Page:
This is by no means a great novel, or even a very good one, but it's not a bad read. There is one point to make -- this book was published 3 years after Edith Wharton's great novel The House of Mirth. Wharton's novel is almost infinitely better -- but it is noticeably accepting of its period's anti-Semitism, and Smith's novel is quite pointedly critical of that attitude. There is another point of connection with The House of Mirth -- each novel features a slightly ambiguous suicide, by the same means (chloral hydrate).
Peter Grayson, as noted in the subtitle, is not officially the "hero" of Peter, but he is the linchpin: a highly moral character, dismissive in particular of those who lust after money. He is a good friend to Isaac Cohen, even as his whole set (including his beloved sister Felicia) automatically reject him due to his religion. Peter is certainly an implausibly saintly character, but he's interesting and someone we like. Ruth and Jack are also implausibly wonderful people, but that's the way this sort of novel goes.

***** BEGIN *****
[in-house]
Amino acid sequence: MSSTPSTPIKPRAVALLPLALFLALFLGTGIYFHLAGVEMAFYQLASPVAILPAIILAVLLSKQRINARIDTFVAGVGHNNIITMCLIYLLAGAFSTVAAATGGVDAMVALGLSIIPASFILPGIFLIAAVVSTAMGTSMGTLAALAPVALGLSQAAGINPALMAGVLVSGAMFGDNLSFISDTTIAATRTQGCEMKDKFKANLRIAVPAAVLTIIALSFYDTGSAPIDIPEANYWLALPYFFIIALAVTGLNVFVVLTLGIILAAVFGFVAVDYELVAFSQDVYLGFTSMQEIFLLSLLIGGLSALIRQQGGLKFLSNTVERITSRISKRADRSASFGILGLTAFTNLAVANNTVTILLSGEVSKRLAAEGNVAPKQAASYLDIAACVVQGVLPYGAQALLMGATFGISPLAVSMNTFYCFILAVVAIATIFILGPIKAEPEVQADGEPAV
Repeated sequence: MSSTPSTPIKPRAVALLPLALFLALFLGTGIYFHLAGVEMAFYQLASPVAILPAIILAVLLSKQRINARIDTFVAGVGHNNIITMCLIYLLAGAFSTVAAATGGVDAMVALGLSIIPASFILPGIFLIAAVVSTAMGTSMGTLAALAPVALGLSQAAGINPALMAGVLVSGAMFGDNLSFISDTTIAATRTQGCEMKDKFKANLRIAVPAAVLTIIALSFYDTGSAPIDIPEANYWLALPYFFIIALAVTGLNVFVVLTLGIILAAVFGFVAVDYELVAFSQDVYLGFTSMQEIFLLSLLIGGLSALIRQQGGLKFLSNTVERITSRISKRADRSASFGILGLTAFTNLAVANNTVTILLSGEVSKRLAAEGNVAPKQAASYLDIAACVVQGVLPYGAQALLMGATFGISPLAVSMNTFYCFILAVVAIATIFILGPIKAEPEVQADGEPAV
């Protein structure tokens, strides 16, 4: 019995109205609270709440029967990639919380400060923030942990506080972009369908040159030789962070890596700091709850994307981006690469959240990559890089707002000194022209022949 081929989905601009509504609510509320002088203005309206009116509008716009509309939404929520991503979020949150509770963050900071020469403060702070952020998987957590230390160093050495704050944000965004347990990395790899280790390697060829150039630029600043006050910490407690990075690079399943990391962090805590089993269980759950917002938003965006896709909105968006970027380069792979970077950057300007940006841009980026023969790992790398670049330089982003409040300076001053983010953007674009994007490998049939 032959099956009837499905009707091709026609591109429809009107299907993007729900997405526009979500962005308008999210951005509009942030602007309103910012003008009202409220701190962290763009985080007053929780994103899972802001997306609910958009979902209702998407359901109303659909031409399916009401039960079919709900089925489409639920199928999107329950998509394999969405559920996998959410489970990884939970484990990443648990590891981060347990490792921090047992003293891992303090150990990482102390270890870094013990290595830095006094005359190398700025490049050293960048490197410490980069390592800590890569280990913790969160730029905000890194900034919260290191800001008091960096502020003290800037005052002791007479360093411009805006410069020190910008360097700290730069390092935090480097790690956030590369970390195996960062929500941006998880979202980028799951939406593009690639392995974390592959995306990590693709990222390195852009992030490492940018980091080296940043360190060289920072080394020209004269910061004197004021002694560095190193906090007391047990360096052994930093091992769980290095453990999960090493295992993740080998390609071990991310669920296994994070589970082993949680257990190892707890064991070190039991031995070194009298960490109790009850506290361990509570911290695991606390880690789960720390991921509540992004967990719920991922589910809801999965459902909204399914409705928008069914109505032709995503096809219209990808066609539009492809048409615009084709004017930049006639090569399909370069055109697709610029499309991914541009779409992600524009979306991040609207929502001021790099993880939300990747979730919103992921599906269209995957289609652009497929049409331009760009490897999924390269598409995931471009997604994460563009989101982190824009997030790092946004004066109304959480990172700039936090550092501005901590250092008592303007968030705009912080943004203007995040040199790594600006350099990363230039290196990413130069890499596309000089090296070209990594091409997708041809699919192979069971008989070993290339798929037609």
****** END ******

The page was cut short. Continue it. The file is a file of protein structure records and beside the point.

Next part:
There are noticeable details that reflect Smith's own life. Henry MacFarlane, the engineer, surely resembles that aspect of Smith to a degree. There is a short section discussing artists that seems to comment on Smith's views of art, and his place in the art world. None of this comes off as tendentious -- rather, Smith's clear knowledge of both milieus gives the book a certain believability. Once again, this is a novel that seems quite plausibly a bestseller of its time -- but not a novel that especially demands our attention over a century later.